Sent this to my email list earlier this week but thought it would also make a good blog post.
It started several weeks ago — a creeping anxiety that left me cranky, oft-distracted, and generally a little difficult to be around. I think it was easier for others to be around me, because these days I have good tools for ensuring things don’t get that bad. But — especially whilst walking around with myself — I was bothering me.
Of course, I obsessed over this a little bit. I thought and thought about what could be wrong. Tried on a few different reasons and excuses. None worked.
Then, eventually, it occurred to me that perhaps something was rattling around in my head, outside of my awareness. There was one idea that I had been toying with a bit, that seemed to be calling for attention but hadn’t yet quite formed into anything graspable.
Also, I was already working on something (a new short story, coming soon) and was determined to finish it before starting something else. You can’t grasp something that isn’t there yet, right?
Contrarily, though, you can’t stop some stories from asserting themselves, either.
Invariably, despite my plans, the something else broke out anyway. It happened once I stopped obsessing. Once I stopped working. It wasn’t until I acknowledged the weakness of my position (anxious without a clear path to reprieve) that I realized that the thing to do was to let go and focus on the mundane.
I did dishes. I ran a bath — yes, in the summer. I stayed off my phone, and away from other inputs.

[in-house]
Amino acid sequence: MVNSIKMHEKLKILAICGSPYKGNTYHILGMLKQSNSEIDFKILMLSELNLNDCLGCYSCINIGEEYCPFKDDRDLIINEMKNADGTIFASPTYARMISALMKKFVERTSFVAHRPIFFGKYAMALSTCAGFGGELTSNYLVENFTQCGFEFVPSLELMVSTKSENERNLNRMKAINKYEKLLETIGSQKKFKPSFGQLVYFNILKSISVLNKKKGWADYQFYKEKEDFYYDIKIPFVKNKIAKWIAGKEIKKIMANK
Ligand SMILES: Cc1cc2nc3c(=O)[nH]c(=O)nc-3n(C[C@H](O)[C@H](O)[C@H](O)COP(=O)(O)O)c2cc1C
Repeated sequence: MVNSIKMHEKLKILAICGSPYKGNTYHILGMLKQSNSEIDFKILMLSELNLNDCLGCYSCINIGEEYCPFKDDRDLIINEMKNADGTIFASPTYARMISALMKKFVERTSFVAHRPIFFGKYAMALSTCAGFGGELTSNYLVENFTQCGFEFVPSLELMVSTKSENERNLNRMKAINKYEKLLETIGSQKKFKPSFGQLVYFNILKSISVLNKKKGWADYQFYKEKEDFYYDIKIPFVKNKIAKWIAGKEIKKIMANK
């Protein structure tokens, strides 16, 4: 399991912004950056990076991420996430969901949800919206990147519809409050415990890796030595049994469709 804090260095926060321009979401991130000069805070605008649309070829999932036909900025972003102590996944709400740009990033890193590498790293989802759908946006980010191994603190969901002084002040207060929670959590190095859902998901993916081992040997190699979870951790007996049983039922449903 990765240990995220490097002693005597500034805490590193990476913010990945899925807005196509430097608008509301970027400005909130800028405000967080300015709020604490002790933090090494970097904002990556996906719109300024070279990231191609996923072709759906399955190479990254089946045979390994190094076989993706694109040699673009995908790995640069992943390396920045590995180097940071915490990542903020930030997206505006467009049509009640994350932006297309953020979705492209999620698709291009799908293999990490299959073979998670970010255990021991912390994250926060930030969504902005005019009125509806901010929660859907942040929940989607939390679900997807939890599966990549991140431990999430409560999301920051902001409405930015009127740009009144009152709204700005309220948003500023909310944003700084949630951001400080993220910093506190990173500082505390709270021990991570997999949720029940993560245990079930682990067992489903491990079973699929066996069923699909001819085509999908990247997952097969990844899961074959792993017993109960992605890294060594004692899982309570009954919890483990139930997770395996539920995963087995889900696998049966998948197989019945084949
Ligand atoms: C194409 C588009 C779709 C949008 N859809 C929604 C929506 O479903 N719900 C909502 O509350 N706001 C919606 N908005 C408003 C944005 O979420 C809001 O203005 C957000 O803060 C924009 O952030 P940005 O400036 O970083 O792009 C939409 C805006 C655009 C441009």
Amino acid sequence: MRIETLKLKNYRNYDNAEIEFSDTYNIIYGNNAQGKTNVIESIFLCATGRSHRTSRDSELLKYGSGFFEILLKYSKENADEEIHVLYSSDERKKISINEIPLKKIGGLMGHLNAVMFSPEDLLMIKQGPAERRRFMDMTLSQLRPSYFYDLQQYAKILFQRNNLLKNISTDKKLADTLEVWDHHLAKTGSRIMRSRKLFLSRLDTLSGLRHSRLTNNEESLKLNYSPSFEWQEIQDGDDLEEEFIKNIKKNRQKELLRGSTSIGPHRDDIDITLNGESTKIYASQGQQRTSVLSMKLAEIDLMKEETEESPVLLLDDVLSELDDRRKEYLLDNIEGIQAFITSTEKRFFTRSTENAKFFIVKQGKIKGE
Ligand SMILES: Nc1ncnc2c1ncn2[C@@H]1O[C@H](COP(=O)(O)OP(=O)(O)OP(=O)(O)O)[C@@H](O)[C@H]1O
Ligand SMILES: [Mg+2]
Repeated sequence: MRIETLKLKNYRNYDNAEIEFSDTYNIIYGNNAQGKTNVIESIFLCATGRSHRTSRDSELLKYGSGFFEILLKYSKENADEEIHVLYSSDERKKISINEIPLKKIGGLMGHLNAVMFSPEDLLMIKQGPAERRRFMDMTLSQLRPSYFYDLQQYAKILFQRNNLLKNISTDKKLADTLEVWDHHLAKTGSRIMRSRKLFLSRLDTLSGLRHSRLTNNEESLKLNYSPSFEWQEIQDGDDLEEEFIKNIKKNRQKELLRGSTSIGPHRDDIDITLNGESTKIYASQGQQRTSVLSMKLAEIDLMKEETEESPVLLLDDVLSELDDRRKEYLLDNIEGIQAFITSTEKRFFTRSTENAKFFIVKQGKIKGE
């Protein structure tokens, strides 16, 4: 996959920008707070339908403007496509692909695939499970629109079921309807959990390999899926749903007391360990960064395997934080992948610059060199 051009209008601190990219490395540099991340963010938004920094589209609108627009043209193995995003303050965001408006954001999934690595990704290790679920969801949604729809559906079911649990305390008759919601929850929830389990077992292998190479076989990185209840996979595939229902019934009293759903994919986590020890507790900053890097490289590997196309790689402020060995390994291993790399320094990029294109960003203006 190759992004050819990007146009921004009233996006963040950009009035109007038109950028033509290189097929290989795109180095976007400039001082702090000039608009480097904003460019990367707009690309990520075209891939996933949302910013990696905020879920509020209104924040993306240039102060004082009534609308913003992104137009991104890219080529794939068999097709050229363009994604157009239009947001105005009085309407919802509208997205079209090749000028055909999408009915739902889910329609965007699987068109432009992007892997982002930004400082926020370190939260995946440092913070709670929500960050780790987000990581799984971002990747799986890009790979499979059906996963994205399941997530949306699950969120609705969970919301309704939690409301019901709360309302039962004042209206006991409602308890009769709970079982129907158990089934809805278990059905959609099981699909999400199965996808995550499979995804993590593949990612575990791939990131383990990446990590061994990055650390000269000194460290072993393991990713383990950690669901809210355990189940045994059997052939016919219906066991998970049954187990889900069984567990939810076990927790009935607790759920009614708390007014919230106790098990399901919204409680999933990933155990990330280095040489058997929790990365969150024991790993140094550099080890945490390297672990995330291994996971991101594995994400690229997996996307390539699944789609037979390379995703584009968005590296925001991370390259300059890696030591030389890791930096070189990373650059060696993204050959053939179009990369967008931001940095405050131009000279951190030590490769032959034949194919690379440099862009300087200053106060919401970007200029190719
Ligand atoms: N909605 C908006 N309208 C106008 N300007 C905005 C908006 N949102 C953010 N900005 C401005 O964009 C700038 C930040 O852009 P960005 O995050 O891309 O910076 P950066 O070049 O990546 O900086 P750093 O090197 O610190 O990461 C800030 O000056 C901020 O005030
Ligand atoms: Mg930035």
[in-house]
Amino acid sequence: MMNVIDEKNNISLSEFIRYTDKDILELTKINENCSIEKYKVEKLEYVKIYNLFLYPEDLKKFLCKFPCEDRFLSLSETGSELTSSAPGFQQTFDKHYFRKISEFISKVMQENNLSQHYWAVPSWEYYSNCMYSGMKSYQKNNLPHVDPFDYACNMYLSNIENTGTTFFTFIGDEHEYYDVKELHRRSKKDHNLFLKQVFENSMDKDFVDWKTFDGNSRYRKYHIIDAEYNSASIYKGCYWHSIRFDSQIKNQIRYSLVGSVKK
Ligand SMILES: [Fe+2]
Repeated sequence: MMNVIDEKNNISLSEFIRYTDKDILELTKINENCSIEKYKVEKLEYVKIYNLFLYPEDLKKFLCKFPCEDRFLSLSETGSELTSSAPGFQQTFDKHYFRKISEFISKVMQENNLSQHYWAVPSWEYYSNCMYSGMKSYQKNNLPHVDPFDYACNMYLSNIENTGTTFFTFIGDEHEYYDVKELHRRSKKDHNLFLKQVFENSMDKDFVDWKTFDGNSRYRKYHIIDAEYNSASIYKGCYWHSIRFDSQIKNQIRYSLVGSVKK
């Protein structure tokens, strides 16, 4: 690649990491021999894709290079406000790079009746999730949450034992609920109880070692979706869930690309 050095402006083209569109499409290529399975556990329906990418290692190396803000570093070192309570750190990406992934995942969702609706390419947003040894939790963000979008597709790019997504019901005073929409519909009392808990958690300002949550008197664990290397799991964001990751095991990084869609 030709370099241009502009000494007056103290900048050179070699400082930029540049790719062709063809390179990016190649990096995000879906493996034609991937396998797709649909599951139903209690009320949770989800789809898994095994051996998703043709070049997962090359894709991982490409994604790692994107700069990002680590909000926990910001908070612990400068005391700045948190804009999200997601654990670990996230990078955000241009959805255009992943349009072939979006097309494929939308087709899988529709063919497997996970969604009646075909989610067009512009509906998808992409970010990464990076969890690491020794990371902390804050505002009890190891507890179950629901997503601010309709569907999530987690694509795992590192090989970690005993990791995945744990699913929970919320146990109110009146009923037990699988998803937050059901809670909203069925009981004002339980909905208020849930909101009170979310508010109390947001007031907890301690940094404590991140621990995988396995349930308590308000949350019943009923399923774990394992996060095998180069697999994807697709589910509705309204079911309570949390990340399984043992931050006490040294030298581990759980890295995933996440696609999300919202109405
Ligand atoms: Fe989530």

That’s when the idea I had been batting around turned into “a thing”. I felt characters come to life within the thing. I scratched out notes until I felt I had a sense of who they were going to be, and what was going to happen to them. Later, it would dawn on me that, before all that, I had just been suffering from my latest case of Script Head.
That seems to be how it goes for me, lately. The good stuff arranges itself, on its own, as I go about my life. It comes out when it’s ready, then it asserts itself with discomfort. That’s okay. It was mild discomfort this time. I’m a more prepared and willing vessel than I used to be.
So I’ve started a new script. It feels special. Like an arrival at a place where I didn’t know I was headed over the past few years. I’m excited to write the first draft.
Stories are never more beautiful and perfect than when they begin to assert themselves towards their first form. What makes it onto the screen or the paper — even with that first draft — it doesn’t measure up to the feeling of being there for the genesis.
Handling raw story material truly is a privilege.